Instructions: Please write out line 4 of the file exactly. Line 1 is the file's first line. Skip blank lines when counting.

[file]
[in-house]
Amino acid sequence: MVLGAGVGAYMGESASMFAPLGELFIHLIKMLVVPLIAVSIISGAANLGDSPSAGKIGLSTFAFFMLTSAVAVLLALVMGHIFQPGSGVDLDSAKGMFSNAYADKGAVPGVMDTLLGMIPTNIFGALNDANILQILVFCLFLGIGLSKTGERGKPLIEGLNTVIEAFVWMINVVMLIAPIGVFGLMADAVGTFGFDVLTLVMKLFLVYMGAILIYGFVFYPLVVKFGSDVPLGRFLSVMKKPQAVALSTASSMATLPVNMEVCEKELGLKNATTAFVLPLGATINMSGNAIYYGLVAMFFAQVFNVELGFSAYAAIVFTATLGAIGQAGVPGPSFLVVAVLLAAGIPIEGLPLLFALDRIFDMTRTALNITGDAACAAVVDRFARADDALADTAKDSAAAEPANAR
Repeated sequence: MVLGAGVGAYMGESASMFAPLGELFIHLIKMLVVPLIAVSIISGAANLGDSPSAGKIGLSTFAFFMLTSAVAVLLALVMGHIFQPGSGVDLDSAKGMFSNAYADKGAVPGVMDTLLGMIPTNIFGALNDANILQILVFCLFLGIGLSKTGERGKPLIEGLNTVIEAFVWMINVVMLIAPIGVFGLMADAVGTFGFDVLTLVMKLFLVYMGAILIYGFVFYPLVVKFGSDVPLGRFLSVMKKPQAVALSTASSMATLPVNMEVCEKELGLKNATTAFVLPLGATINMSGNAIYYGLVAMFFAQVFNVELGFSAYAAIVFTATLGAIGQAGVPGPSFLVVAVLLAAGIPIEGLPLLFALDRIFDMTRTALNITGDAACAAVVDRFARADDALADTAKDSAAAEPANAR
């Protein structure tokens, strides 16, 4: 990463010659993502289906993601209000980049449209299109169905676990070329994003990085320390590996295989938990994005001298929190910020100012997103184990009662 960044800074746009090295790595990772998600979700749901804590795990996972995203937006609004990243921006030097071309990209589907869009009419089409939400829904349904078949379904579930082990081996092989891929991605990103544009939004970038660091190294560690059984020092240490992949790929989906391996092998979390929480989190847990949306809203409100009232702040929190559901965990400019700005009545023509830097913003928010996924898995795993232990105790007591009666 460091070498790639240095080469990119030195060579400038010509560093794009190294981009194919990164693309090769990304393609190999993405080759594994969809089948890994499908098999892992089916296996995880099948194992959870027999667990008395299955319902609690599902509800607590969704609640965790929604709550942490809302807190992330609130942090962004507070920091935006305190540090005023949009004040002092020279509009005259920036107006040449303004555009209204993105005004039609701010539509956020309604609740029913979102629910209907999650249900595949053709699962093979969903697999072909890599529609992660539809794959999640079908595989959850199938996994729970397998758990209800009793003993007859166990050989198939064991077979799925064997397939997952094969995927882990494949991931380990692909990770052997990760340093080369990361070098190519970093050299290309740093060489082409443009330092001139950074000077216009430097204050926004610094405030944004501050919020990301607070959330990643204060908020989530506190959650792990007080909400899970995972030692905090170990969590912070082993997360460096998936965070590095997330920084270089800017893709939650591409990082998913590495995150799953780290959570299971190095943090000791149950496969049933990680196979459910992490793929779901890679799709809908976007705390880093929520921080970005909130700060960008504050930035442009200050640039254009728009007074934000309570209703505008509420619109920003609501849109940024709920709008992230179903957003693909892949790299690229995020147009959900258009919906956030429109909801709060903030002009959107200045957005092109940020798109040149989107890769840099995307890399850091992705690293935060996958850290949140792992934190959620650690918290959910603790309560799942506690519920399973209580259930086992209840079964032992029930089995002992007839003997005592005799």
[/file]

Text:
């Protein structure tokens, strides 16, 4: 990463010659993502289906993601209000980049449209299109169905676990070329994003990085320390590996295989938990994005001298929190910020100012997103184990009662 960044800074746009090295790595990772998600979700749901804590795990996972995203937006609004990243921006030097071309990209589907869009009419089409939400829904349904078949379904579930082990081996092989891929991605990103544009939004970038660091190294560690059984020092240490992949790929989906391996092998979390929480989190847990949306809203409100009232702040929190559901965990400019700005009545023509830097913003928010996924898995795993232990105790007591009666 460091070498790639240095080469990119030195060579400038010509560093794009190294981009194919990164693309090769990304393609190999993405080759594994969809089948890994499908098999892992089916296996995880099948194992959870027999667990008395299955319902609690599902509800607590969704609640965790929604709550942490809302807190992330609130942090962004507070920091935006305190540090005023949009004040002092020279509009005259920036107006040449303004555009209204993105005004039609701010539509956020309604609740029913979102629910209907999650249900595949053709699962093979969903697999072909890599529609992660539809794959999640079908595989959850199938996994729970397998758990209800009793003993007859166990050989198939064991077979799925064997397939997952094969995927882990494949991931380990692909990770052997990760340093080369990361070098190519970093050299290309740093060489082409443009330092001139950074000077216009430097204050926004610094405030944004501050919020990301607070959330990643204060908020989530506190959650792990007080909400899970995972030692905090170990969590912070082993997360460096998936965070590095997330920084270089800017893709939650591409990082998913590495995150799953780290959570299971190095943090000791149950496969049933990680196979459910992490793929779901890679799709809908976007705390880093929520921080970005909130700060960008504050930035442009200050640039254009728009007074934000309570209703505008509420619109920003609501849109940024709920709008992230179903957003693909892949790299690229995020147009959900258009919906956030429109909801709060903030002009959107200045957005092109940020798109040149989107890769840099995307890399850091992705690293935060996958850290949140792992934190959620650690918290959910603790309560799942506690519920399973209580259930086992209840079964032992029930089995002992007839003997005592005799």